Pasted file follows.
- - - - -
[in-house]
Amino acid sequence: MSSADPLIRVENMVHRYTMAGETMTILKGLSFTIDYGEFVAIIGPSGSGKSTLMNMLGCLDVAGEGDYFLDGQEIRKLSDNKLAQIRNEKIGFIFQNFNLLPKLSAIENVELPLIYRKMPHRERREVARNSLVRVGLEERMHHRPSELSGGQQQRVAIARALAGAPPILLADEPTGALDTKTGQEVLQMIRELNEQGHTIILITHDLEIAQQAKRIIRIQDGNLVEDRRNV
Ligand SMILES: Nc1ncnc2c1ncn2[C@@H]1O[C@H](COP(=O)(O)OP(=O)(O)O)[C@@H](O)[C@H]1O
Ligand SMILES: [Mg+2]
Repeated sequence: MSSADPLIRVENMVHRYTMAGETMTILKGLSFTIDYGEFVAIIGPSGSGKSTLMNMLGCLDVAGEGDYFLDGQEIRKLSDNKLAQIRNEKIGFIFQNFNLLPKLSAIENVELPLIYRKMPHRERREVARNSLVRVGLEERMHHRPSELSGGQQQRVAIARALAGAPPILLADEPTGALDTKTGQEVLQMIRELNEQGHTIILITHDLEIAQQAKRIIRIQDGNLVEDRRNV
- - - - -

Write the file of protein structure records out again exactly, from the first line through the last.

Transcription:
[in-house]
Amino acid sequence: MSSADPLIRVENMVHRYTMAGETMTILKGLSFTIDYGEFVAIIGPSGSGKSTLMNMLGCLDVAGEGDYFLDGQEIRKLSDNKLAQIRNEKIGFIFQNFNLLPKLSAIENVELPLIYRKMPHRERREVARNSLVRVGLEERMHHRPSELSGGQQQRVAIARALAGAPPILLADEPTGALDTKTGQEVLQMIRELNEQGHTIILITHDLEIAQQAKRIIRIQDGNLVEDRRNV
Ligand SMILES: Nc1ncnc2c1ncn2[C@@H]1O[C@H](COP(=O)(O)OP(=O)(O)O)[C@@H](O)[C@H]1O
Ligand SMILES: [Mg+2]
Repeated sequence: MSSADPLIRVENMVHRYTMAGETMTILKGLSFTIDYGEFVAIIGPSGSGKSTLMNMLGCLDVAGEGDYFLDGQEIRKLSDNKLAQIRNEKIGFIFQNFNLLPKLSAIENVELPLIYRKMPHRERREVARNSLVRVGLEERMHHRPSELSGGQQQRVAIARALAGAPPILLADEPTGALDTKTGQEVLQMIRELNEQGHTIILITHDLEIAQQAKRIIRIQDGNLVEDRRNV